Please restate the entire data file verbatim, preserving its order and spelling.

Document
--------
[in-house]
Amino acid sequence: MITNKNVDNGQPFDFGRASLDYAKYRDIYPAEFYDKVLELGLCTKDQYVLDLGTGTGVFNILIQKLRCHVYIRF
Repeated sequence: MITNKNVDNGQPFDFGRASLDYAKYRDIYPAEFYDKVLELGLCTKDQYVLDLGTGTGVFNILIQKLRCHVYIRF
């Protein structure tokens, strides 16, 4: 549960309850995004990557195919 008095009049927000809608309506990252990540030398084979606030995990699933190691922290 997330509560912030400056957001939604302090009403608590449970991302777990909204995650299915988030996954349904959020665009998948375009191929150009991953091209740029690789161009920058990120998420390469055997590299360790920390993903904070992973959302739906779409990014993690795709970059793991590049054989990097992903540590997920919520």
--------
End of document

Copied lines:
[in-house]
Amino acid sequence: MITNKNVDNGQPFDFGRASLDYAKYRDIYPAEFYDKVLELGLCTKDQYVLDLGTGTGVFNILIQKLRCHVYIRF
Repeated sequence: MITNKNVDNGQPFDFGRASLDYAKYRDIYPAEFYDKVLELGLCTKDQYVLDLGTGTGVFNILIQKLRCHVYIRF
């Protein structure tokens, strides 16, 4: 549960309850995004990557195919 008095009049927000809608309506990252990540030398084979606030995990699933190691922290 997330509560912030400056957001939604302090009403608590449970991302777990909204995650299915988030996954349904959020665009998948375009191929150009991953091209740029690789161009920058990120998420390469055997590299360790920390993903904070992973959302739906779409990014993690795709970059793991590049054989990097992903540590997920919520």